It was then the turn of Graham Hoadley to be presented to the first principal as second principal elect. Graham was altogether more relaxed but, having already been through the principals’ chairs in 2007, he was only required to re-affirm his obligation and did so in serene and tranquil vein. Roger Fish, remaining in the office of first principal, was duly proclaimed and the ceremony moved on at a lively pace.
On completion of Rory’s installation as third principal, and proclamations of the first and second principals, the audience was treated to a flurry of especially good ritual. Whilst many chapters would consider themselves fortunate if blessed with a mere handful of gifted ritualists, Clifton chapter appears to hold a plethora of talent. Kicking off the surge of excellence was Martin Haines with the scarlet robe address, followed by Chris Walpole with the purple robe address and then Michael Wilkinson with the blue robe address. Each was superb. They recited their pieces as if some inner voice had whispered inspirational encouragement to which they had responded with fervour.
The brilliance continued when Vernon Broadhurst relinquished his seat at the treasurer’s post to take the floor and deliver the address to the three principals. Vernon is a quiet and unassuming gent, one that can be readily underrated. But he can rise to the occasion when required, realising his latent talent, if that is the right term. Not that it matters. The point is that he performed with absolute quality.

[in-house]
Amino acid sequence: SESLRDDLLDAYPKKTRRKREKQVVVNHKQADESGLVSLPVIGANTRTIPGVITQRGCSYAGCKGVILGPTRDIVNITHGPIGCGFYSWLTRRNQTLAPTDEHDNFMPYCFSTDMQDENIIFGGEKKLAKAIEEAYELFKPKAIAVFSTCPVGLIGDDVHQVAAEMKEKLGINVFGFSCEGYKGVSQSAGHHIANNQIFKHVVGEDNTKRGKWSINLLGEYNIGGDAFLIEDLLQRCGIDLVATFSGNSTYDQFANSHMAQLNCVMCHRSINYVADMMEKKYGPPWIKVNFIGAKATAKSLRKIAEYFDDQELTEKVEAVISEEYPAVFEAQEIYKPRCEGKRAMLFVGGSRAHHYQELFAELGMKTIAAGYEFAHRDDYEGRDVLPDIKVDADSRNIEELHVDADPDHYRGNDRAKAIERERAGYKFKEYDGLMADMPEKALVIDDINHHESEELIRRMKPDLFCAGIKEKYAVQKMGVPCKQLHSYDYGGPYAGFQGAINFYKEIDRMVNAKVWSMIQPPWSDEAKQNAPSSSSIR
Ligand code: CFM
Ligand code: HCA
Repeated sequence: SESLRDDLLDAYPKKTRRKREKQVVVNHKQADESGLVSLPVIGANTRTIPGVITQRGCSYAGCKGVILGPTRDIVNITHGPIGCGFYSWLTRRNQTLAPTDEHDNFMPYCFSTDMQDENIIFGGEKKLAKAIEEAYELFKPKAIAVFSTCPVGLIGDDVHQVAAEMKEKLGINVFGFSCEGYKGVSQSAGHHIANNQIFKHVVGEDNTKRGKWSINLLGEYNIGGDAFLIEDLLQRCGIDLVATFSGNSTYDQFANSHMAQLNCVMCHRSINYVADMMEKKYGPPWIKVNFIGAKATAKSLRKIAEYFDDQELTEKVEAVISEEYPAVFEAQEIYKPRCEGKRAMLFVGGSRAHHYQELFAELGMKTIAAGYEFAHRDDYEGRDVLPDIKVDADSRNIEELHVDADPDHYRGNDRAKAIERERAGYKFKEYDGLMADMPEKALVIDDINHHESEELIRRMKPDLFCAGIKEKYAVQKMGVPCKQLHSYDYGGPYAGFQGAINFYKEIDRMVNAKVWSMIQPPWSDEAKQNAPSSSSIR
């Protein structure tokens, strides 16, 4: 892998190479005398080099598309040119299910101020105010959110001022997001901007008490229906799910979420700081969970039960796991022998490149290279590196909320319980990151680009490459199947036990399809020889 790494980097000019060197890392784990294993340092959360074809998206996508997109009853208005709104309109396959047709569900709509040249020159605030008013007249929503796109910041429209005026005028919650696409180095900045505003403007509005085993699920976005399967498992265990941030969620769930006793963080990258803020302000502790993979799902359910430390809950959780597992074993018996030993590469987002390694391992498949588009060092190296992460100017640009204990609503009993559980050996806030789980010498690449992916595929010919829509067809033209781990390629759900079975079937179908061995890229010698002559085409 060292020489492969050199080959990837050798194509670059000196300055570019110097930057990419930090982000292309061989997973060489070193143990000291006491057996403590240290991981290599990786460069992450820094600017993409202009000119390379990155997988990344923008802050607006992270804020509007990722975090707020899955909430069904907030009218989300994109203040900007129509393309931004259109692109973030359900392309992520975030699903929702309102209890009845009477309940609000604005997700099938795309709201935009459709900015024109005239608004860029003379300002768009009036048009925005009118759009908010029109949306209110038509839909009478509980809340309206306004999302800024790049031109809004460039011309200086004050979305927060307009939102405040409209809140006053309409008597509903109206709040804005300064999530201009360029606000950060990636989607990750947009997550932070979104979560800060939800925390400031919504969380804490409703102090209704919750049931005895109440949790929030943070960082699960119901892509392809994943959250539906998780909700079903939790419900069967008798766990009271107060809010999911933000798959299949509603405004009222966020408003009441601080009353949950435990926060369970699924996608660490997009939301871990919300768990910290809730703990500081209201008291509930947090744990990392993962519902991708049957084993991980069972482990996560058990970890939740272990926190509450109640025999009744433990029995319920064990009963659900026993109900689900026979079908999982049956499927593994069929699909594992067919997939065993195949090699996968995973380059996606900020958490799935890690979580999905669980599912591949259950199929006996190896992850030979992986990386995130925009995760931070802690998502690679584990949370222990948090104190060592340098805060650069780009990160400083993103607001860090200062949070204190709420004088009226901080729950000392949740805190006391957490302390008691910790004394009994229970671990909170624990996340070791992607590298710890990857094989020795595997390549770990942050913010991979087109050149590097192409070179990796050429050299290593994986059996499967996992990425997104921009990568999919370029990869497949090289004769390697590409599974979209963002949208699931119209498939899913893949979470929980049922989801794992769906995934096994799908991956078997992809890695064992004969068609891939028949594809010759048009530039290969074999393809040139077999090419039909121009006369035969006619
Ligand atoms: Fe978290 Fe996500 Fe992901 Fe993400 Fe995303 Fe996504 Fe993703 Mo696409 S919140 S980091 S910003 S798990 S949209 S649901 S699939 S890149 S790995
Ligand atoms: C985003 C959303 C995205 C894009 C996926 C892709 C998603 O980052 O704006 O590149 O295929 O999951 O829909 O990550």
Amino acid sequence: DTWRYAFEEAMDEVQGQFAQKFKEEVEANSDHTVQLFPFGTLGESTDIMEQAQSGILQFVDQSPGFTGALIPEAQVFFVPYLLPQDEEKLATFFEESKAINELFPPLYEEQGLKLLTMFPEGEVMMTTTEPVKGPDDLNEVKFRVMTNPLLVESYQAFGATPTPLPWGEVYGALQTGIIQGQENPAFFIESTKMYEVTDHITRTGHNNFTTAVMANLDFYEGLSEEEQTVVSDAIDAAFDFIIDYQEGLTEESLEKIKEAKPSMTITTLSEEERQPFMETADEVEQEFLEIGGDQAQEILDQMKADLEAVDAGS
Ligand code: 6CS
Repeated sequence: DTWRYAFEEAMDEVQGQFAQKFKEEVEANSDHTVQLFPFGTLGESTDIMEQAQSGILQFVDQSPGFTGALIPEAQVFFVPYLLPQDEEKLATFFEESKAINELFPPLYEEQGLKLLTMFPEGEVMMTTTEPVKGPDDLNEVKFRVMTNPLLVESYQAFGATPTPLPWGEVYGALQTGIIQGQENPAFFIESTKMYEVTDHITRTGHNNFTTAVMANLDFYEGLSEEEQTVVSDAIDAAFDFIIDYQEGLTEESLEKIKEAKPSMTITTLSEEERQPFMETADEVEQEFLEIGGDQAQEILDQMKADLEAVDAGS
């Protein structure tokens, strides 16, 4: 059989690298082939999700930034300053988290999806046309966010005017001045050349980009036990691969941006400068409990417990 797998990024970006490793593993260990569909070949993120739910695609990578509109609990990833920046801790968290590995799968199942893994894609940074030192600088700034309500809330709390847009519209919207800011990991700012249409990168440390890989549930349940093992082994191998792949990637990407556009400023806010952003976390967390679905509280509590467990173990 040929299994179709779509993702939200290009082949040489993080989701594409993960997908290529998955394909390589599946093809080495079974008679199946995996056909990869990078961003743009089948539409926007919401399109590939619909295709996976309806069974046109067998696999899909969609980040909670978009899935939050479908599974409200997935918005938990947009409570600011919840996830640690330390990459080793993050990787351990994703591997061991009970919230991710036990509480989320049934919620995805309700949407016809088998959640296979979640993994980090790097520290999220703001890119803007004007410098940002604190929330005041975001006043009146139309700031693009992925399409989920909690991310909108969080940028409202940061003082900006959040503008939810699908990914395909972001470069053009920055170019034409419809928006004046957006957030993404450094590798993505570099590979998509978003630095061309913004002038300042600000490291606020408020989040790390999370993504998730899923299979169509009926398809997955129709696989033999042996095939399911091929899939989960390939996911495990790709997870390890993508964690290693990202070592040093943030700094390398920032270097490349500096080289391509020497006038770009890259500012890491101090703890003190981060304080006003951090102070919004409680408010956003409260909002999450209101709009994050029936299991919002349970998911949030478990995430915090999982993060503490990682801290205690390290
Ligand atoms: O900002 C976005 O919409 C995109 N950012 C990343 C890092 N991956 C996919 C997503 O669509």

Ernie Gavan in his recital to the officers of the chapter started off in fine style but uncharacteristically faltered slightly. Recovering after a short uncomfortable pause, however, he soon got the machinery going again, enabling him to reach the highest standard of performance.
The pressure was then on Jim Miller to deliver the address to the companions of Clifton Chapter. He moseyed over in a southerly direction and dropped anchor at the stipulated spot, reciting the narrative in debonair and confident manner. It was a recital of classic eloquence and sincerity – perfect for a chapter of such historical significance.
At the announcement of the conclusion of the installation ceremony, Jim was eager to convey the greetings of the Grand Superintendent and congratulate the three principals and the participating companions on their fine performances and on creating a fascinating and enjoyable spectacle. Referring to the antiquity of the chapter, he stated that attending historic chapters is always a fulfilling experience. “It makes it a very special occasion”, he said.
Responding to Jim’s kind words, a genial glow suffused first principal Roger Fish. Well, one always likes a word of praise from the fans, doesn’t one? Roger was also delighted to present Jim with charitable disbursements that included £200 to the West Lancashire Freemasons’ Charity, £200 to Highfurlong School, a school for children and young adults with a wide range of special education needs and £200 to Blackpool Polar Bears, a local multi-disability swimming club for members of the community with a physical or learning disability.
Following the closure of the chapter, the companions withdrew from the chapter room and elatedly tottered off to the bar to procure their chosen refreshers as groundwork for the festive banquet where they were served with a feast that would have satisfied even the most edacious of revellers. In a spirt of courteous carousing, light-hearted banter and joviality prevailed, providing an ideal conclusion to a super day, no doubt just one of many in the long history of Clifton Chapter No 703.